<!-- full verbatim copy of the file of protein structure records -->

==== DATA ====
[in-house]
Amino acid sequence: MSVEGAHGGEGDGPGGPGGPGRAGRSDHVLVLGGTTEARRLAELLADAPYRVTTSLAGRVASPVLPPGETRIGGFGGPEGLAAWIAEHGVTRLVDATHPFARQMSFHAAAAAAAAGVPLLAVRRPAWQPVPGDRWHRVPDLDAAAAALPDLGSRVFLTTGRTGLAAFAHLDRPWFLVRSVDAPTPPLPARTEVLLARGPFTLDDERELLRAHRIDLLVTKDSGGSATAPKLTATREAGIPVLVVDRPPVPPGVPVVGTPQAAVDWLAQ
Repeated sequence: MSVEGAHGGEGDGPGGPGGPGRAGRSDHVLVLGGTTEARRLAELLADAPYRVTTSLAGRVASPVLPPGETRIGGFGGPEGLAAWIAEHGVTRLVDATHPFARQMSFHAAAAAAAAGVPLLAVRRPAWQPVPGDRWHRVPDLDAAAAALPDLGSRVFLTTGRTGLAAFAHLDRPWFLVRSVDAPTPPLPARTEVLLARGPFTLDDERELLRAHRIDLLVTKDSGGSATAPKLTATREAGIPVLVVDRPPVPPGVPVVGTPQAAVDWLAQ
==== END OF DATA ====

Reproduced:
[in-house]
Amino acid sequence: MSVEGAHGGEGDGPGGPGGPGRAGRSDHVLVLGGTTEARRLAELLADAPYRVTTSLAGRVASPVLPPGETRIGGFGGPEGLAAWIAEHGVTRLVDATHPFARQMSFHAAAAAAAAGVPLLAVRRPAWQPVPGDRWHRVPDLDAAAAALPDLGSRVFLTTGRTGLAAFAHLDRPWFLVRSVDAPTPPLPARTEVLLARGPFTLDDERELLRAHRIDLLVTKDSGGSATAPKLTATREAGIPVLVVDRPPVPPGVPVVGTPQAAVDWLAQ
Repeated sequence: MSVEGAHGGEGDGPGGPGGPGRAGRSDHVLVLGGTTEARRLAELLADAPYRVTTSLAGRVASPVLPPGETRIGGFGGPEGLAAWIAEHGVTRLVDATHPFARQMSFHAAAAAAAAGVPLLAVRRPAWQPVPGDRWHRVPDLDAAAAALPDLGSRVFLTTGRTGLAAFAHLDRPWFLVRSVDAPTPPLPARTEVLLARGPFTLDDERELLRAHRIDLLVTKDSGGSATAPKLTATREAGIPVLVVDRPPVPPGVPVVGTPQAAVDWLAQ